IRAQ: Untangling 10 Years’ Worth of Warfare

November 9, 2011 at 3:34 pm Leave a comment

Covering Their Own 6

One thing Army Command Sergent Major Joseph Allen says he never expected to see was a U.S. M1A1 Abrams tank commanded by an Iraqi soldier.

“Scary thought, scary thought,” Allen told a Defense Department Bloggers Roundtable Wednesday (Nov. 9).

Iraqi soldiers assigned to the 9th Iraqi Army Division navigate an M1A1 Abrams tank during training with U.S. soldiers assigned to 69th Armor Regiment at Joint Security Station Al Rashid, Iraq in 2010. (U.S. Army photo by Pfc. Gary Silverman)

But Allen says he has gotten over his shock and is convinced the Iraqi Army is better off now as U.S. Forces prepare to depart the country by year’s end. He said the Iraqi Army is better equipped and trained “than the army which we destroyed.”

“We have rebuilt the Iraqi Army from the ground up in recruiting, equipping and training,” says Allen, a veteran of 35 years in the Army. During that time he served in Grenada in 1985, Saudi Arabia during Operations Desert Shield and Desert Storm and in Iraq three times.

Allen, the top U.S. Army non-commissioned officer in Iraq, told bloggers that the U.S. military is working its way through the “monumental task” of shipping 10-years-worth of equipment out of Iraq to Kuwait and eventually home, as well turning over hundreds of military bases and facilities to the Iraqi government. Most of the stuff being left behind — like generators, air conditioners and containerized housing — has been battered by Iraq’s harsh climate for the past decade and isn’t worth the cost of taking home, he says.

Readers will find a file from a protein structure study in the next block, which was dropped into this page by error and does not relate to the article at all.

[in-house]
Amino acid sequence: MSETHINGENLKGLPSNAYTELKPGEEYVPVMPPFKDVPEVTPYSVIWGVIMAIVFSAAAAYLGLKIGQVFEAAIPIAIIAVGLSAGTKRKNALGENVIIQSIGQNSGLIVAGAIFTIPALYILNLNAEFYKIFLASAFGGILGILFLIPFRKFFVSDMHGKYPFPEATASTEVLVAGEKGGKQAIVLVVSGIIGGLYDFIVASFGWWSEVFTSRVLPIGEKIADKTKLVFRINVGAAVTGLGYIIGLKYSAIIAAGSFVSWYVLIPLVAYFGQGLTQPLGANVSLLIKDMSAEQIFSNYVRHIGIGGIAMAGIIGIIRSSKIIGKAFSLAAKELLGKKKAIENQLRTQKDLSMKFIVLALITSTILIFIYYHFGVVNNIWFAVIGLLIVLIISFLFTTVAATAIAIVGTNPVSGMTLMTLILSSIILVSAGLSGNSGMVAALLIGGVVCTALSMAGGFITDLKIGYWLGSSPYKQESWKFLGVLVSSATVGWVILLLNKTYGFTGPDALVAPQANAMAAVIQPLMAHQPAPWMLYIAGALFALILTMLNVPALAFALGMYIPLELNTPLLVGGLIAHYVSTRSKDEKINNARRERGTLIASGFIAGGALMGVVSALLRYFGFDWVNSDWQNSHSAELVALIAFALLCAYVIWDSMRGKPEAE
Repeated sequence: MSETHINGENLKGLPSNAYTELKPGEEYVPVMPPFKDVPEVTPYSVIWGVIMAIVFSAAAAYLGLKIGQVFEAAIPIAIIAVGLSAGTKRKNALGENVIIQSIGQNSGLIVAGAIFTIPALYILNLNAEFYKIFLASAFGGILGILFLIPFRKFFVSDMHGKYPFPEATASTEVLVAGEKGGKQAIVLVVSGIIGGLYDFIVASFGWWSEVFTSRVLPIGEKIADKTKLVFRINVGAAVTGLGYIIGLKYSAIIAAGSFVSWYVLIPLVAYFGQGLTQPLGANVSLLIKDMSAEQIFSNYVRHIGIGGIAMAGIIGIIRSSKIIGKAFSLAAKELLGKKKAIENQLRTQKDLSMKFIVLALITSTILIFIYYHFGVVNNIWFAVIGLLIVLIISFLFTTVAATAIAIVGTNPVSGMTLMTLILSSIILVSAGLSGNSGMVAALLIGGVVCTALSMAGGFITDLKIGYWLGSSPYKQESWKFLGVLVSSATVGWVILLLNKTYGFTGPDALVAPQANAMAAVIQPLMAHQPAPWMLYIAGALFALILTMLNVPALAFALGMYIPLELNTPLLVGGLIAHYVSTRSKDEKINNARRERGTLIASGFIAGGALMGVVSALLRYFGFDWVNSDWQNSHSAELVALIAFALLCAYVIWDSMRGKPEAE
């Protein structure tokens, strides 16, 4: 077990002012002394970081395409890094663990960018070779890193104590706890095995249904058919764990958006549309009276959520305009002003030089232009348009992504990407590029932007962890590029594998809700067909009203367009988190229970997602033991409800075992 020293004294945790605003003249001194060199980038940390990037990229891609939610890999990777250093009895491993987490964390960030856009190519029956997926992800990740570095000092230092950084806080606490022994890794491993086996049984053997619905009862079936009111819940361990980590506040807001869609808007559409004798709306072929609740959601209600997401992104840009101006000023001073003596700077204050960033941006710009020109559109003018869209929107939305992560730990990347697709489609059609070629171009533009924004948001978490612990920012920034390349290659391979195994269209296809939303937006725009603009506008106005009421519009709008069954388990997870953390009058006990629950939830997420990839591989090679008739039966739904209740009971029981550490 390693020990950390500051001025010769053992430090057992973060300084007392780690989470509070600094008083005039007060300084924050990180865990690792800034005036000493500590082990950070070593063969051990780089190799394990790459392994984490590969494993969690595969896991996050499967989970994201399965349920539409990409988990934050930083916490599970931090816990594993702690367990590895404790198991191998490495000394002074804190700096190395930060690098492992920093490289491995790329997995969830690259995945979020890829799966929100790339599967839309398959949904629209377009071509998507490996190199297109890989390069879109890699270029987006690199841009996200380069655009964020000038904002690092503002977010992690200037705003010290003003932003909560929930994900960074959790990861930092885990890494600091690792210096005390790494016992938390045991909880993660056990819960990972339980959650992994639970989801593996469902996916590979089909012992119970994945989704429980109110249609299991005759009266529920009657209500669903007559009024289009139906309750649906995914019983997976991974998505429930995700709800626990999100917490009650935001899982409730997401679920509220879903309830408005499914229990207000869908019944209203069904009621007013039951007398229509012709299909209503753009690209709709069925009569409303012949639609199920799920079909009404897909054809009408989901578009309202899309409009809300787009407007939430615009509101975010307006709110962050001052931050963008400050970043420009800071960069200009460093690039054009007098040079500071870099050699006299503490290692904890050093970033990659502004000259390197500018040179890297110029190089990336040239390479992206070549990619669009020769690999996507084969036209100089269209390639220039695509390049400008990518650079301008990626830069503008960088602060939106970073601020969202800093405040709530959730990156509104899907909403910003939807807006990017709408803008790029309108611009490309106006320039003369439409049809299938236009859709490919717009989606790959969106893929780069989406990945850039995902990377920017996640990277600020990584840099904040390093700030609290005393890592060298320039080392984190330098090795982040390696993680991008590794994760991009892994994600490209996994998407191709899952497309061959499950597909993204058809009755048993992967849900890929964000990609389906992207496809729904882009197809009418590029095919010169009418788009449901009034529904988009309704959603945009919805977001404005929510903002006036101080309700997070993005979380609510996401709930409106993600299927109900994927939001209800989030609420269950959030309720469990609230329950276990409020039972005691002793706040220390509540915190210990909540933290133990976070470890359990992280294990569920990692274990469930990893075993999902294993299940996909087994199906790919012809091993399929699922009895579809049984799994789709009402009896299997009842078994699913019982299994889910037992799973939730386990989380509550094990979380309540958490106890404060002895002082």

At the height of the Iraq War the U.S. had over 500 bases around the country, now U.S. forces are in the process of turning over the last 11 to the Iraqis.

But “Iraq is still a very, very dangerous place, and our soldiers know it” Allen says. As the U.S. military presence shrinks from a high of 160,000 to 30,000 today – and virtually zero by Dec. 15 – there are still combat deaths. The latest fatality on Nov. 4 was a soldier shot by a sniper. Allen says senior Army non-coms are making sure their troops are staying alert “and keeping their heads in the game.”

The greatest security risk is potential kidnapping of U.S. personnel, Allen says. Intelligence briefings indicate “there is a credible threat out there,” he adds. As U.S. convoys carrying equipment out of the country head south to Kuwait, soldiers are instructed to stay in their vehicles and “never, never go any place with anyone … That’s a recipe for ugly things to happen,” he says. There have been no kidnappings, Allen added.

While most Iraqi military units have the capability to back up U.S. forces if they are attacked, the U.S. Army is not relying on them as the main source of security. “We understand that we have to cover our own 6,” Allen says, referring to the pilot’s term for watching your back. Another continuing threat is the roadside bomb or improvised explosive device (IED). But the military is much better at detecting and destroying IEDs than it was a few years ago, he says.


Entry filed under: Counter Insurgency, Iraq, Lessons Learned, National Security and Defense, Skills and Training, Weaponry and Equipment. Tags: , , , , , , .

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